On July 15, 2021 we examined what trade policies (and legislation) should be adopted or adapted to prioritize the needs of American workers. We also discussed how trade agreements and legislation can be re-imagined to improve the well-being of workers, and what a re-imaged trade policy might look like.
WITA Webinar Featuring:
Laura M. Baughman, President, The Trade Partnership and Trade Partnership Worldwide; Author, “Imports Work for American Workers“
Eric Gottwald, Policy Specialist, Trade and Economic Globalization, American Federation of Labor and Congress of Industrial Organizations (AFL-CIO)
Gordon Hanson, Professor of Urban Policy, Harvard Kennedy School; Author, “Can Trade Work for Workers?”
Scott N. Paul, President, Alliance for American Manufacturing (AAM)
Moderator: Alex Perkins, Principal, Mehlman Castagnetti, Rosen & Thomas
Laura M. Baughman is President of Trade Partnership Worldwide, LLC, a trade research firm that celebrates its 20th anniversary in July 2021! Ms. Baughman follows closely the impacts, both prospective and actual, of policies and programs on the U.S. economy and the trade flows of U.S. trading partners. The firm produces detailed economic assessments of these policies and programs based on traditional economic modeling. It also follows closely the U.S. trade policy formulation process, assisting clients in providing input to that process. Ms. Baughman speaks regularly to U.S. and international audiences, and has testified before U.S. Administration agencies and Congressional committees, about trade policy impacts. Ms. Baughman holds degrees in economics from Columbia and Georgetown Universities.
Eric Gottwald is the Specialist on Trade & Economic Globalization at the AFL-CIO where he advocates for the effective integration of workers’ fundamental labor rights into trade and investment policy.
Prior to joining the AFL-CIO, Eric was the Deputy Director of the International Labor Rights Forum (ILRF), where he coordinated programs to end labor abuses in global supply chains, utilizing trade-related complaint mechanisms to hold governments and corporations accountable for upholding international labor standards. He graduated from the University of Minnesota Law School in 2005, completing human rights fellowships with Oxfam Great Britain and the International Labor Organization. He is fluent in Spanish and licensed to practice law in Wisconsin and the District of Columbia.
Gordon Hanson is the Peter Wertheim Professor in Urban Policy at Harvard Kennedy School. He is also a research associate at the National Bureau of Economic Research, a life member of the Council on Foreign Relations and co-editor of the Journal of Economic Perspectives. Hanson received his Ph.D. in economics from MIT in 1992 and his B.A. in economics from Occidental College in 1986. Prior to joining Harvard in 2020, he held the Pacific Economic Cooperation Chair in International Economic Relations at UC San Diego, where he was founding director of the Center on Global Transformation. Hanson previously served on the economics faculties of the University of Michigan and the University of Texas.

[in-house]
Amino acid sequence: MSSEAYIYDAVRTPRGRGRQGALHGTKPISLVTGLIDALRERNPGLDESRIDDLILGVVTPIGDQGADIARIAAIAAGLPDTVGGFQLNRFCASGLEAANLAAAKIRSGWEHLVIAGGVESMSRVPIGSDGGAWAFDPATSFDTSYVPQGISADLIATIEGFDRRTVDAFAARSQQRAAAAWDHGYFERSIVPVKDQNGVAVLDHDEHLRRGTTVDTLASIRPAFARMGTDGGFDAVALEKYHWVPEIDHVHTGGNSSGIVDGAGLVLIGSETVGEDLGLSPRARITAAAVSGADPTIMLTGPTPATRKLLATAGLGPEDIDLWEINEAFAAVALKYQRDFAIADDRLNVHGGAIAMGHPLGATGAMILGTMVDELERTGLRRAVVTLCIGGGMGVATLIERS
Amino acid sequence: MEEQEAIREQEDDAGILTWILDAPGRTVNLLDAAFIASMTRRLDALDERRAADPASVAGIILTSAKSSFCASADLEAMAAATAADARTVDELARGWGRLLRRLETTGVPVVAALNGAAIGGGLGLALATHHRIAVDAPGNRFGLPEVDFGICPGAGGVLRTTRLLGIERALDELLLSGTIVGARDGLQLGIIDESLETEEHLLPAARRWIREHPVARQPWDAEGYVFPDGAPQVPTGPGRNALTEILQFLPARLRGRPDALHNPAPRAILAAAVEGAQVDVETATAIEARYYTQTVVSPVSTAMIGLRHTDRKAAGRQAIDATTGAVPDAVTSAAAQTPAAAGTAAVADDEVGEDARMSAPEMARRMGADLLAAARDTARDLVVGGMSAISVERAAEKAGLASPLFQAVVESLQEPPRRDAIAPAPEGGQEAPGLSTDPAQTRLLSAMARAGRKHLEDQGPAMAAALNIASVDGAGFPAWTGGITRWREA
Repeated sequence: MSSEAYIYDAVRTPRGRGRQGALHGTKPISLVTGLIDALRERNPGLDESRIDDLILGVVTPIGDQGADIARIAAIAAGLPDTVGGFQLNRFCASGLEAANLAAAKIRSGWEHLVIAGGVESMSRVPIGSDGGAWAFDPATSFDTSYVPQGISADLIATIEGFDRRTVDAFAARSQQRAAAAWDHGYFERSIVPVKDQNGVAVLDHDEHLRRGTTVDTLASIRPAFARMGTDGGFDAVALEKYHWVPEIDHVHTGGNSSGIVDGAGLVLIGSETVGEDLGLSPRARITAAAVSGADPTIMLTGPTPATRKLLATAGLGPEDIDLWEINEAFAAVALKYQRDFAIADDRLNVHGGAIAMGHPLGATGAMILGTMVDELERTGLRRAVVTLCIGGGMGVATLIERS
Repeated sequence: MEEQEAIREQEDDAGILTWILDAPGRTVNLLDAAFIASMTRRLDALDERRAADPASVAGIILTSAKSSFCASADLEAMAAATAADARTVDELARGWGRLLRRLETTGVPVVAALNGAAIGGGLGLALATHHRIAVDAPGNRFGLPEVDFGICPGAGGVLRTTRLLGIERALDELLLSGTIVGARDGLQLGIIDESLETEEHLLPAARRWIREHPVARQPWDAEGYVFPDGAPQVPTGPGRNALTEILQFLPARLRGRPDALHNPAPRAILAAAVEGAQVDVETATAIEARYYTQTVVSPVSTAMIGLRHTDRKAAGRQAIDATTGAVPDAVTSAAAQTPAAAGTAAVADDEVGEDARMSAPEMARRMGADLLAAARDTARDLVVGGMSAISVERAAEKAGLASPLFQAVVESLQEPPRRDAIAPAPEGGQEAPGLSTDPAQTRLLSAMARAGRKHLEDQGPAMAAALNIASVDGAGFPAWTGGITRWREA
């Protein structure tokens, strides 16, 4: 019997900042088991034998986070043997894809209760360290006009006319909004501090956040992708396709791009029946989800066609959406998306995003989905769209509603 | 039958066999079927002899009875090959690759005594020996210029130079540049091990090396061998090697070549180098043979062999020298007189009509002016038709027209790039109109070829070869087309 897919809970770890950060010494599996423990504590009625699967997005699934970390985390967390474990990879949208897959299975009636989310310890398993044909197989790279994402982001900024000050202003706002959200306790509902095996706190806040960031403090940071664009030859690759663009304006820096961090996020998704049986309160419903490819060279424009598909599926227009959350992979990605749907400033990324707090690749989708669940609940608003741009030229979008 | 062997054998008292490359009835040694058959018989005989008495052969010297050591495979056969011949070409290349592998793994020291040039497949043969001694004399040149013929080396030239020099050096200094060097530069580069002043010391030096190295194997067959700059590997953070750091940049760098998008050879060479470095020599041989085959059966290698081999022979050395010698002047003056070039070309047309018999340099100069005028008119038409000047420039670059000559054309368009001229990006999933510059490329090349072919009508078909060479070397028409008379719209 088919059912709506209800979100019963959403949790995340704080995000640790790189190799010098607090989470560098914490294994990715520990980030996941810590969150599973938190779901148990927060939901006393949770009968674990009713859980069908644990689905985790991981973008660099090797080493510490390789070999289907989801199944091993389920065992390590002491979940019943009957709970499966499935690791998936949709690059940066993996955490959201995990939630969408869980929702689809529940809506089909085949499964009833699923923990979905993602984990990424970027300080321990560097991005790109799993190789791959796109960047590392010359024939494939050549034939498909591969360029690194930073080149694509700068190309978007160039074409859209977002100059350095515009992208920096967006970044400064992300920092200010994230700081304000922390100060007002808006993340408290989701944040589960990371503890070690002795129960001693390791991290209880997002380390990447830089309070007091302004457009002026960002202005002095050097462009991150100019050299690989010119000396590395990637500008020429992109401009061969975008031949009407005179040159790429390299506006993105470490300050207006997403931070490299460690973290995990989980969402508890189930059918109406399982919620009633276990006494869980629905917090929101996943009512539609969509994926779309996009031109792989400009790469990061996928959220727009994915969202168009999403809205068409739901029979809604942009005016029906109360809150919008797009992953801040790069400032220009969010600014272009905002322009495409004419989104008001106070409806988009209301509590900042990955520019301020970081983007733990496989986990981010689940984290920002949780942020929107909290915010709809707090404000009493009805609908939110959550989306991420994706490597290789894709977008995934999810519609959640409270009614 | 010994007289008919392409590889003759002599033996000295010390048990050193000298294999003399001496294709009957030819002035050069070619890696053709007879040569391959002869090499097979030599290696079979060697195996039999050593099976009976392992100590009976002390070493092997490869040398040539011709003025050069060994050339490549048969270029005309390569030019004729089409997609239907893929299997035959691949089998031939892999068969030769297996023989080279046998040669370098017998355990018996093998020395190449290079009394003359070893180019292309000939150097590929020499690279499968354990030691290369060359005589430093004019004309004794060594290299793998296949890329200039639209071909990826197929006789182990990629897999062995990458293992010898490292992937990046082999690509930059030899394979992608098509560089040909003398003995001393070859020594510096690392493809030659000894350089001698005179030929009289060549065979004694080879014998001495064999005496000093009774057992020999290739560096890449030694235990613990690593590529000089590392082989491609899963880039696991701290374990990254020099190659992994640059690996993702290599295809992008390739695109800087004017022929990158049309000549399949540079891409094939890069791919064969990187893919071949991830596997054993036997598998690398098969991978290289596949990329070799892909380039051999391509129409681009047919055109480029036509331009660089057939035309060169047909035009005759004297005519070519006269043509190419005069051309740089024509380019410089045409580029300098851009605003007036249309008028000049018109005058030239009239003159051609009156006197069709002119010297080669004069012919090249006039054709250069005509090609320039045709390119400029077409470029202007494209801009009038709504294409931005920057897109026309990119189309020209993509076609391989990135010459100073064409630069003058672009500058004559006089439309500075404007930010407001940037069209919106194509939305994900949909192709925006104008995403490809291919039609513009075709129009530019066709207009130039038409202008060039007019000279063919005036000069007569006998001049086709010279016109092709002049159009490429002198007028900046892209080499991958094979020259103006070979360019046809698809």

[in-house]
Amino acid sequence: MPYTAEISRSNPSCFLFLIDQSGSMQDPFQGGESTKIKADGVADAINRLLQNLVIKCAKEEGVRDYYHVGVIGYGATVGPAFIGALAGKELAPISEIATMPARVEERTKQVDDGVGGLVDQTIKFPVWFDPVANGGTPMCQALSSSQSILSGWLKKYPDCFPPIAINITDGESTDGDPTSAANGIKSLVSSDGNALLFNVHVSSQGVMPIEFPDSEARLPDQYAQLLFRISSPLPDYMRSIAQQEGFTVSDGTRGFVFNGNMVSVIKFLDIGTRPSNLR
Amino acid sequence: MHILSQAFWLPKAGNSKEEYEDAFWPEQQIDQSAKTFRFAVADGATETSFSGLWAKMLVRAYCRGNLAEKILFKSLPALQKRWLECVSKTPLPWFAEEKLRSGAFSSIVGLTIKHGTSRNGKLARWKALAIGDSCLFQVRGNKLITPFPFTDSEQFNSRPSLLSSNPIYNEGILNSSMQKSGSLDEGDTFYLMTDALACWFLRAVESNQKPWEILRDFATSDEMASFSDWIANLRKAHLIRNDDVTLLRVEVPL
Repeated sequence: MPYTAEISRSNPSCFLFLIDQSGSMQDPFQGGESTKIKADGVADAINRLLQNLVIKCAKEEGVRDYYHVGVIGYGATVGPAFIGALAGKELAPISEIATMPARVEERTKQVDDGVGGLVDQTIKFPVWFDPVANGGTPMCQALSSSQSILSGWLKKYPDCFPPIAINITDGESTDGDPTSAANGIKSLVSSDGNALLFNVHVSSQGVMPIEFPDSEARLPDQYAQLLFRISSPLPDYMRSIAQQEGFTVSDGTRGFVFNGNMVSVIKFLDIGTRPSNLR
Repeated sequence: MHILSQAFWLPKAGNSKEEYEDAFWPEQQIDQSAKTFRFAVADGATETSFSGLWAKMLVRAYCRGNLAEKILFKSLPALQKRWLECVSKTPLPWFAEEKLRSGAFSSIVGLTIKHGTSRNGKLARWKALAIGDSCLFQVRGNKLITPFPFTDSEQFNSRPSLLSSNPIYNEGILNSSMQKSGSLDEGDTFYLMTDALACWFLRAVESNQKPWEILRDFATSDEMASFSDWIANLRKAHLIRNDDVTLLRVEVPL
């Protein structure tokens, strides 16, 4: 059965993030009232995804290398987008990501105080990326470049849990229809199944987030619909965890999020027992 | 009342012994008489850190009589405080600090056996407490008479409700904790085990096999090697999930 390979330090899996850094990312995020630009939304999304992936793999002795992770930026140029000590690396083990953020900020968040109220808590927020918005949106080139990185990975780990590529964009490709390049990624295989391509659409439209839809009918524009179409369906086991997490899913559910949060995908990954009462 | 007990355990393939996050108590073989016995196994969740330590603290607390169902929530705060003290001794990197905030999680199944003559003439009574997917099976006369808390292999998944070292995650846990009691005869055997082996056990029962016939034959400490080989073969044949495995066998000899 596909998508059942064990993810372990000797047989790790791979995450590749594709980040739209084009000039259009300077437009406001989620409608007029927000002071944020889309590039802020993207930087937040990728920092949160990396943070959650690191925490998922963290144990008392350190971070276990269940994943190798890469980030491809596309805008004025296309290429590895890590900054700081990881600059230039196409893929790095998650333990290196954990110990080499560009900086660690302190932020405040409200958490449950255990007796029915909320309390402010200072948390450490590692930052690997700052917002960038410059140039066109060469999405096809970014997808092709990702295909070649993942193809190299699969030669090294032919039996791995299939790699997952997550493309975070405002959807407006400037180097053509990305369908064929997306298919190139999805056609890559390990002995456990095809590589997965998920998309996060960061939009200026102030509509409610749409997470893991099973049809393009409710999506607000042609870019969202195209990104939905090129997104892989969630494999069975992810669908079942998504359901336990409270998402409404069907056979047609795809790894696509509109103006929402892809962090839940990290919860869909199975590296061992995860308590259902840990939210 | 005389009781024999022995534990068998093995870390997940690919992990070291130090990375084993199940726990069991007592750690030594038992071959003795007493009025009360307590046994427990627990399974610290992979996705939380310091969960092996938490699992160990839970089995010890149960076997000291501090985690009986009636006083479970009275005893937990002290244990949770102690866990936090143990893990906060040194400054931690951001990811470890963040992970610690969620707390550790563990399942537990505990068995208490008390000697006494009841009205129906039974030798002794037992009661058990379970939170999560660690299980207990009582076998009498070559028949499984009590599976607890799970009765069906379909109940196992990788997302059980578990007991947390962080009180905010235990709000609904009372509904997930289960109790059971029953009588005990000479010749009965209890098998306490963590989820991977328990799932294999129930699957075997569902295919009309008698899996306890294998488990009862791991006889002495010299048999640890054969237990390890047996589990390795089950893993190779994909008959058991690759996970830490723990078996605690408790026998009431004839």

In his scholarship, Hanson specializes in international trade, international migration and economic geography. He has published extensively in top economics journals, is widely cited for his research by scholars from across the social sciences and is frequently quoted in major media outlets. Hanson’s current research addresses how globalization in the form of immigration and expanded trade with China have affected U.S. local labor markets. In a new endeavor, he is working with a multidisciplinary team of scholars to use satellite imagery to assess the impacts of expanding transportation networks, exposure to extreme weather, and related events on urban economic activity.
Scott N. Paul is President of the Alliance for American Manufacturing (AAM), a partnership established in 2007 by some of America’s leading manufacturers and the United Steelworkers union. Scott and AAM have worked to make American manufacturing and “Made in America” top-of-mind concerns for voters and our national leaders through effective advocacy, policy development, and data-driven research.
Scott is a sought-after expert on trade and manufacturing matters, testifying before numerous congressional committees and penning op-eds for The New York Times and other leading publications. He authored a chapter in the 2013 book ReMaking America and has written extensively about Alexander Hamilton’s role in forming U.S. national economic policy. Scott also hosts the Manufacturing Report podcast.
Scott currently serves as the Board Chair of the National Skills Coalition and on the Board of Visitors of the Political Science Department at the Pennsylvania State University. He sits on the Leadership Council of the Alliance for Manufacturing Foresight.
Scott earned a B.A. in Foreign Service and International Politics from Penn State and an M.A. with honors in Security Studies from Georgetown University’s School of Foreign Service. Raised in the small town of Rensselaer, Indiana, he currently resides in the Washington, DC area with his family.
Alex Perkins is a principal at Mehlman Castagnetti Rosen & Thomas (MCRT), where he advises clients on public policy issues. A top expert in trade, customs and supply chain policy, prior to joining MCRT, Perkins spent nine years at Stellantis NV (formerly Fiat Chrysler). While at Stellantis, he developed and executed government relations and public affairs strategies to guide the Fortune 500 automaker through a wide-range of trade-related matters, including the NAFTA/USMCA renegotiations, where he helped lead the multi-sector USMCA business coalition. Before Stellantis, Alex served for more than seven years as counsel for the House Ways & Means Committee and Senator Ron Wyden (D-OR). He currently resides in the Washington D.C. area with his wife and two children.